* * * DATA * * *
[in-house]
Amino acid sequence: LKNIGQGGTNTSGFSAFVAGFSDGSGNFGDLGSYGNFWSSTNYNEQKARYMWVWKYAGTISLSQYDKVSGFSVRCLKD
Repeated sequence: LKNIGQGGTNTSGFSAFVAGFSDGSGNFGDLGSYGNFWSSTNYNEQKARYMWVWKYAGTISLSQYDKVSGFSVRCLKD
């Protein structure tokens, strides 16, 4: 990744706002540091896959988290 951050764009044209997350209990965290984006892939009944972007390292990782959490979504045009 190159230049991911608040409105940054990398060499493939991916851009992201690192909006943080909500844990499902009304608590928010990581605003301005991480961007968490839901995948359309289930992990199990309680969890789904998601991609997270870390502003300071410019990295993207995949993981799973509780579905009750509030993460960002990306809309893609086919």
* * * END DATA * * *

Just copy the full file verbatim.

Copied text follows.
[in-house]
Amino acid sequence: LKNIGQGGTNTSGFSAFVAGFSDGSGNFGDLGSYGNFWSSTNYNEQKARYMWVWKYAGTISLSQYDKVSGFSVRCLKD
Repeated sequence: LKNIGQGGTNTSGFSAFVAGFSDGSGNFGDLGSYGNFWSSTNYNEQKARYMWVWKYAGTISLSQYDKVSGFSVRCLKD
């Protein structure tokens, strides 16, 4: 990744706002540091896959988290 951050764009044209997350209990965290984006892939009944972007390292990782959490979504045009 190159230049991911608040409105940054990398060499493939991916851009992201690192909006943080909500844990499902009304608590928010990581605003301005991480961007968490839901995948359309289930992990199990309680969890789904998601991609997270870390502003300071410019990295993207995949993981799973509780579905009750509030993460960002990306809309893609086919």